For most of the financial advice industry’s history, figuring out compensation has been relatively straightforward, as the commission rate that a broker received was set by the manufacturer of the products that were sold. And even as the industry moved more towards the investment management (AUM) model, compensation rates became a little less rigid, the standard fee of 1% of assets under management acted as a firm pricing anchor. However, with the shift in recent years to holistic, advice-centric approach – where advisors sell the value of their personal time and advice and can ask for any price they want – clear pricing standards have gone out the window.
In our second episode of “Kitces & Carl”, Michael Kitces and financial advisor communication guru Carl Richards sit down to discuss the question of establishing a price for your financial planning services, why many advisors feel such anxiety over setting (and sticking to) their pricing model, the ways in which advisors can communicate their value to prospects and clients to justify their price, and why, many times, problems around pricing are really the result of our own inward confidence problems.
Because the reality is that advisors offering holistic planning are essentially rudderless when it comes to knowing how much to charge for their services. For the first time we, as advisors, have to convince our clients (and ourselves) that the intangible service that we provide is worth at least the price at which it makes sense to operate as a viable business. As while value in the past was defined by the products brokers had access to, now that “value piece” is far more esoteric and relies not only on our own knowledge and expertise, but (sometimes more importantly) in our ability to communicate effectively enough that it results in positive client outcomes!
And since consumers have access to far more information than they did in the past, the odds are that, at some point, a prospective client is going to push back on your price and wonder why they should pay you more than some other advisor with a seemingly similar “comprehensive financial planning” offering who charges less… or the inexpensive, automated service from the online robo-“advisor” with a substantial advertising budget. Fortunately, though, by focusing on a niche with unique challenges and by going deeper on issues that that virtually no one else is talking to them about, advisors can have an easier time communicating the value they bring to the table.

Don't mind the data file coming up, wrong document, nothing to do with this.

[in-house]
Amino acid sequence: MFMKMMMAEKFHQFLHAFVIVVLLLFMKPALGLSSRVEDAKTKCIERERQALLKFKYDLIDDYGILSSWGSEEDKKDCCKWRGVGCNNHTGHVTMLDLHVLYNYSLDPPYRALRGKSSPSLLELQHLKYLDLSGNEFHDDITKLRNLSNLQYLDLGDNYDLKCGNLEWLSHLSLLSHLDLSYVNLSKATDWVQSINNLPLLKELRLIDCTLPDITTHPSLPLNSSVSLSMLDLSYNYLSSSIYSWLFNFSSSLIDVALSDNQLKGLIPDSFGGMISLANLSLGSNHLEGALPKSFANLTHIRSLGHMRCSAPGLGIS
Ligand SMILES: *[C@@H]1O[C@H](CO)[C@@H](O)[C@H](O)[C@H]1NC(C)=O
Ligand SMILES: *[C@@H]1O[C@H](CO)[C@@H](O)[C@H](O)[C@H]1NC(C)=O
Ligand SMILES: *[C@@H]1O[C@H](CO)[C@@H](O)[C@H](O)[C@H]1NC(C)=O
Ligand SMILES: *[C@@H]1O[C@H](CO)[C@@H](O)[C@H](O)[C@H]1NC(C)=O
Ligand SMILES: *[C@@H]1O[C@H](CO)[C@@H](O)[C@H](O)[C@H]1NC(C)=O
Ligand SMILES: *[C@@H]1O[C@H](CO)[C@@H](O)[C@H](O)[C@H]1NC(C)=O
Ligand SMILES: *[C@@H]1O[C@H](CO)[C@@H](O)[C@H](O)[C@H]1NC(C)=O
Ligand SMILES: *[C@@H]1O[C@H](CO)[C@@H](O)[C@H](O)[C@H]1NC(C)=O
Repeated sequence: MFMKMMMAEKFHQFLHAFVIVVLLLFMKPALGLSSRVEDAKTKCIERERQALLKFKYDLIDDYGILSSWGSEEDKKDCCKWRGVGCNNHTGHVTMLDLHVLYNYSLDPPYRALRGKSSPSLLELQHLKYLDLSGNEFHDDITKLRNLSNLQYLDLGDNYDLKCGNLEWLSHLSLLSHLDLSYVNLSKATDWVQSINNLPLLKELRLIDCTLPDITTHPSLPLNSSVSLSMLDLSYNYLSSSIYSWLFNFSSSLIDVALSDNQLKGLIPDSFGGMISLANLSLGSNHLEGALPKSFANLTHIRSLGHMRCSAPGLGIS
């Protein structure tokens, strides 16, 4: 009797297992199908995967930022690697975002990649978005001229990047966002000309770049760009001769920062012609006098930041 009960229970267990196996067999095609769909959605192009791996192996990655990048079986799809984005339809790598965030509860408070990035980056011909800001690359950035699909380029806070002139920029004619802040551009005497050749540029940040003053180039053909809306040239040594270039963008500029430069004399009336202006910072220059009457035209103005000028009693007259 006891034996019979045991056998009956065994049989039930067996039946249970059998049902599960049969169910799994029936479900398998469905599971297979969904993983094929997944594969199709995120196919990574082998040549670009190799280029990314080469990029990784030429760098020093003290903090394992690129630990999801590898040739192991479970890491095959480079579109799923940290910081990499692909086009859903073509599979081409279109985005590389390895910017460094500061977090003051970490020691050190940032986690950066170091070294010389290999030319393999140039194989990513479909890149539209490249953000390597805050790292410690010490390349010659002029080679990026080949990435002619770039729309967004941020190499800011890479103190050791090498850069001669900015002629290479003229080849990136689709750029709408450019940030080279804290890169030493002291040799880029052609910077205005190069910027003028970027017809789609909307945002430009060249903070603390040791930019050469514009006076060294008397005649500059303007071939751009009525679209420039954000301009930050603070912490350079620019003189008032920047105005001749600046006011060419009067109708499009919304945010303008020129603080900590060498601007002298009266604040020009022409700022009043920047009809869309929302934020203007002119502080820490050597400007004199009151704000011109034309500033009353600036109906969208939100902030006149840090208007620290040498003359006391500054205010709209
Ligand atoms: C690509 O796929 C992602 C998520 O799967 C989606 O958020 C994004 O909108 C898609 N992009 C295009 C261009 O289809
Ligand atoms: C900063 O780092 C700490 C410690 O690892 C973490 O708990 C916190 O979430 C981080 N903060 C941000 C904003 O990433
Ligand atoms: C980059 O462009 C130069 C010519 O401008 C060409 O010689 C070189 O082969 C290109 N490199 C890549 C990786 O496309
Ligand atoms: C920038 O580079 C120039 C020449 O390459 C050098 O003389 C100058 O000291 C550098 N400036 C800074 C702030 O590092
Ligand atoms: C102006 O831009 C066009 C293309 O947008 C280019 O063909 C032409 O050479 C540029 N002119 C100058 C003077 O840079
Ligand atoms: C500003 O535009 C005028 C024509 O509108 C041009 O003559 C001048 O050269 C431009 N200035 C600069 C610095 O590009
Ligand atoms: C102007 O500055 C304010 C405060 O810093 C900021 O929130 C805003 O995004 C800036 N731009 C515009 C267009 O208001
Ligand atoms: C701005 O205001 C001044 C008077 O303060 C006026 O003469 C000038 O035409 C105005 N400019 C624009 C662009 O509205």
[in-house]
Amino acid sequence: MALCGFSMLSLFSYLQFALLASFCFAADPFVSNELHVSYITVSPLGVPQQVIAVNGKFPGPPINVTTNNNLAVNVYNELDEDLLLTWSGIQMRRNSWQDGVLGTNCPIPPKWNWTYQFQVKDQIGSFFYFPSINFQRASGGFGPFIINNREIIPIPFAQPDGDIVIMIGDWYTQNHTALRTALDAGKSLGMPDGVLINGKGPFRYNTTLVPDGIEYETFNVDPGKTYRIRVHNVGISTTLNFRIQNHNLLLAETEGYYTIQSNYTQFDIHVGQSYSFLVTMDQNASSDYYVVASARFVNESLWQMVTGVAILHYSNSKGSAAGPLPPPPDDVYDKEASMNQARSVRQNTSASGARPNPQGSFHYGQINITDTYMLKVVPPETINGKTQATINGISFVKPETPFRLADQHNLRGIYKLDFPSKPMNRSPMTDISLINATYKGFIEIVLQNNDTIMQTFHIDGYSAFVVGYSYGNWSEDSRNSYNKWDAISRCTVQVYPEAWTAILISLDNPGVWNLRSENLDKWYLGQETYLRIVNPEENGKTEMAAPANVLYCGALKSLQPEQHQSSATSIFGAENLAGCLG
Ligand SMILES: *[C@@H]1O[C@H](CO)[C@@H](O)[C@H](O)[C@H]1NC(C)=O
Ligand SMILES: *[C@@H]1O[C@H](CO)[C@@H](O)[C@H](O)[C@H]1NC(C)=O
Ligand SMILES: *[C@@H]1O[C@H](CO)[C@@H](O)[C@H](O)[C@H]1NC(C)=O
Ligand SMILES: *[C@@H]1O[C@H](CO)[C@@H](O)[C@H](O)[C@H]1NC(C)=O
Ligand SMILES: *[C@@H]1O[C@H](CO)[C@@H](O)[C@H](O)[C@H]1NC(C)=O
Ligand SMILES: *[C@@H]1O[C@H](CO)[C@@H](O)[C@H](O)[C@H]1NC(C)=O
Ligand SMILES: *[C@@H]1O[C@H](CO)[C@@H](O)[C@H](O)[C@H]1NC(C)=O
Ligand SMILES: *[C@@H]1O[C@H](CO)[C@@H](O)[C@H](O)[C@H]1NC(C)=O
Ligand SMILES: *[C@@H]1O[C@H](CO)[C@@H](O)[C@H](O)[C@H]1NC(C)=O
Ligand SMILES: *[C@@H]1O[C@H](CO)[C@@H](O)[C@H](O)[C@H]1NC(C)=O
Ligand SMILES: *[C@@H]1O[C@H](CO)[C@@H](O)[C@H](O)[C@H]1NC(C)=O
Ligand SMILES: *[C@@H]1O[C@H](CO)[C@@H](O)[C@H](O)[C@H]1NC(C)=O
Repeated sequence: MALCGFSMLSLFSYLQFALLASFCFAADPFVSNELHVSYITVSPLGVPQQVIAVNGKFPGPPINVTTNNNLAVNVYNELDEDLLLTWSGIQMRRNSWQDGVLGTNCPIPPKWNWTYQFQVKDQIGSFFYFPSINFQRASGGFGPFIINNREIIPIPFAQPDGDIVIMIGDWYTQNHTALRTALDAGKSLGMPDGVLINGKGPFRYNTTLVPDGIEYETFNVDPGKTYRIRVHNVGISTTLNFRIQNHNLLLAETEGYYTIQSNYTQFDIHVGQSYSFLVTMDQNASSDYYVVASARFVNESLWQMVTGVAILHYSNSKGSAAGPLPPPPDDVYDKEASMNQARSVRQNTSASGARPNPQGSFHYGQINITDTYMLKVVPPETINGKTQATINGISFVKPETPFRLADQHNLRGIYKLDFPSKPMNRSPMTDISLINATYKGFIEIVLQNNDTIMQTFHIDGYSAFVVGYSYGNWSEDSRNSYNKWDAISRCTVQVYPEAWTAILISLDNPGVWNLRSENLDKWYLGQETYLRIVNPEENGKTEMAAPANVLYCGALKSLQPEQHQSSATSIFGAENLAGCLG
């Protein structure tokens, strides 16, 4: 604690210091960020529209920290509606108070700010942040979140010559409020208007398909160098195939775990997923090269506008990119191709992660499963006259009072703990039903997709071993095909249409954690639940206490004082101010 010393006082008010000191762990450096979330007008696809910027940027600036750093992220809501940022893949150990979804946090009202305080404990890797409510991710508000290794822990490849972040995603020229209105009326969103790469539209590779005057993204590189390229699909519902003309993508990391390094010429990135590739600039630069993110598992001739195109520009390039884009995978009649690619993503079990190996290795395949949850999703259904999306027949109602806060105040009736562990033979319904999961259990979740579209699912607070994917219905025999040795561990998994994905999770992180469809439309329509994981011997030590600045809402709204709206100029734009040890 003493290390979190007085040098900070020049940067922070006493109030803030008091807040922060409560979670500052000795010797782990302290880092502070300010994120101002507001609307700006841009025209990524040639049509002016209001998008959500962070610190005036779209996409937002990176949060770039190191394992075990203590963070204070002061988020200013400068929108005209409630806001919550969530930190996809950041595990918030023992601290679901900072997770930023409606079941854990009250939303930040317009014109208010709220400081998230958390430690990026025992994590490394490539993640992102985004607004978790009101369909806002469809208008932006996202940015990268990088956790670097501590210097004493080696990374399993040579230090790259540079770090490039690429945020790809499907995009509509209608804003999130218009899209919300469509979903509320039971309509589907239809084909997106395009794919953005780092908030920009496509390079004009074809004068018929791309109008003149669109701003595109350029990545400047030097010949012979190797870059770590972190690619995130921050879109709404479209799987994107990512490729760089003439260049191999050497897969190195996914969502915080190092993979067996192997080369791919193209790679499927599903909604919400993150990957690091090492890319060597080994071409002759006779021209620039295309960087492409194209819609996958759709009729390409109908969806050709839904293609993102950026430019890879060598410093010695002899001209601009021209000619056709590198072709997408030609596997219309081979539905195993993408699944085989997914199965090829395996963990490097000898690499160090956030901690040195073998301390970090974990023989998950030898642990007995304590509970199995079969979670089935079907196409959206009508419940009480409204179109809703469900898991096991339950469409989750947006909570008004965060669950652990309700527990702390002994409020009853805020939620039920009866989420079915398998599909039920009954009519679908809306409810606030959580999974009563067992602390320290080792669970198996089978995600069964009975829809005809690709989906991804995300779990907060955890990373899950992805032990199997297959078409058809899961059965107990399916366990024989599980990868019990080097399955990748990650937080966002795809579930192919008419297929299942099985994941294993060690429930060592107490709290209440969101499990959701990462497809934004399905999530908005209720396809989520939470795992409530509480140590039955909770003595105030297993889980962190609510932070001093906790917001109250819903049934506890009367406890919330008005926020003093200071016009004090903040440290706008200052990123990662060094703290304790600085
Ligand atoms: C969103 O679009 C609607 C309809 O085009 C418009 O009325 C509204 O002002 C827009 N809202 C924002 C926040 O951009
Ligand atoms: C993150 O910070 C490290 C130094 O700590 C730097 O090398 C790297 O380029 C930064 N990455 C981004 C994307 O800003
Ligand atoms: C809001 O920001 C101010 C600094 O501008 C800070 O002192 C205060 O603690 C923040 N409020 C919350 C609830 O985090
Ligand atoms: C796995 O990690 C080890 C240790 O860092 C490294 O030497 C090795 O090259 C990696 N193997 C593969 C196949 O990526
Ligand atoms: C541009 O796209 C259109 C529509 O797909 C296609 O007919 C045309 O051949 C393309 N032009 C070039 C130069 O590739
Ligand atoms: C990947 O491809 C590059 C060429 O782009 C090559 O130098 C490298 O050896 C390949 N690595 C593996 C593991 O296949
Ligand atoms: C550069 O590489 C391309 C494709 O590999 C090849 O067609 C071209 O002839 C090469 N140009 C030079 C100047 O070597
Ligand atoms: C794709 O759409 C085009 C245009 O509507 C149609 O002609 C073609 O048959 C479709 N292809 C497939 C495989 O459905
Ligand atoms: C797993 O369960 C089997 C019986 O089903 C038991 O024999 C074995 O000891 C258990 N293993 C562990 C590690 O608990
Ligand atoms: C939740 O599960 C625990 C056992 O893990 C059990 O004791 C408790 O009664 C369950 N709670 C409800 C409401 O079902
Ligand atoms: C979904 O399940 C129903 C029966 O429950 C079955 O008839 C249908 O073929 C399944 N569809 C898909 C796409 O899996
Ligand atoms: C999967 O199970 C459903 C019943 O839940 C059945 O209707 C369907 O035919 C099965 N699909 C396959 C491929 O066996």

More generally, advisors who get questions about their fees might look at their own “lead nurturing” process. Because, if a prospect has opted to sit down with you in the first place, and after uncovering their desired future state, what’s holding them back, and how you can close that gap for them, they still don’t understand why you charge what you do… then the problem might not be with your pricing, but with how you present yourself to the public in the first place.
Ultimately, the key to the pricing conversation is that you, as an advisor, have a story that you believe in around the value that you provide, and can articulate that to clients and prospects. Because once we believe in ourselves and the value that we bring, then we can set a price… and be confident that we are worth what we say. In other words, if at the end of the day you’re concerned about your pricing, be mindful of whether it’s really a problem of whether your price is appropriate for the value you provide… or if you just need to get more confident in your own value proposition in the first place.